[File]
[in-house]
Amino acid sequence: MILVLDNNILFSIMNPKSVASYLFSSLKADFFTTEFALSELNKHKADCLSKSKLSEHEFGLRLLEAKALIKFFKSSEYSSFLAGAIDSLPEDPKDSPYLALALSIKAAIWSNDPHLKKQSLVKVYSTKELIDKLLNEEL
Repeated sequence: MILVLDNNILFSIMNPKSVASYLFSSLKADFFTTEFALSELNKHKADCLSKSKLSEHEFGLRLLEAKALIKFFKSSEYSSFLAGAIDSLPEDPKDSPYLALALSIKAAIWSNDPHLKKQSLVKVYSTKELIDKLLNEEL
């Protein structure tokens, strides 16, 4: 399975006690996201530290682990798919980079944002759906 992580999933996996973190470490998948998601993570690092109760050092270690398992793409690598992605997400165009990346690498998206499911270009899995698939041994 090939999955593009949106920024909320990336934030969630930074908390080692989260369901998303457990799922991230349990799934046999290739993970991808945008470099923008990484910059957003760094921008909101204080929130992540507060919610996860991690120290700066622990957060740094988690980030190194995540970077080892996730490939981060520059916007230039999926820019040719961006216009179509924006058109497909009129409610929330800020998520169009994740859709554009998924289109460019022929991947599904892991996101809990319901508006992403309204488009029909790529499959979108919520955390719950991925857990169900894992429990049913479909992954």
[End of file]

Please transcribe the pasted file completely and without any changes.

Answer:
[in-house]
Amino acid sequence: MILVLDNNILFSIMNPKSVASYLFSSLKADFFTTEFALSELNKHKADCLSKSKLSEHEFGLRLLEAKALIKFFKSSEYSSFLAGAIDSLPEDPKDSPYLALALSIKAAIWSNDPHLKKQSLVKVYSTKELIDKLLNEEL
Repeated sequence: MILVLDNNILFSIMNPKSVASYLFSSLKADFFTTEFALSELNKHKADCLSKSKLSEHEFGLRLLEAKALIKFFKSSEYSSFLAGAIDSLPEDPKDSPYLALALSIKAAIWSNDPHLKKQSLVKVYSTKELIDKLLNEEL
């Protein structure tokens, strides 16, 4: 399975006690996201530290682990798919980079944002759906 992580999933996996973190470490998948998601993570690092109760050092270690398992793409690598992605997400165009990346690498998206499911270009899995698939041994 090939999955593009949106920024909320990336934030969630930074908390080692989260369901998303457990799922991230349990799934046999290739993970991808945008470099923008990484910059957003760094921008909101204080929130992540507060919610996860991690120290700066622990957060740094988690980030190194995540970077080892996730490939981060520059916007230039999926820019040719961006216009179509924006058109497909009129409610929330800020998520169009994740859709554009998924289109460019022929991947599904892991996101809990319901508006992403309204488009029909790529499959979108919520955390719950991925857990169900894992429990049913479909992954």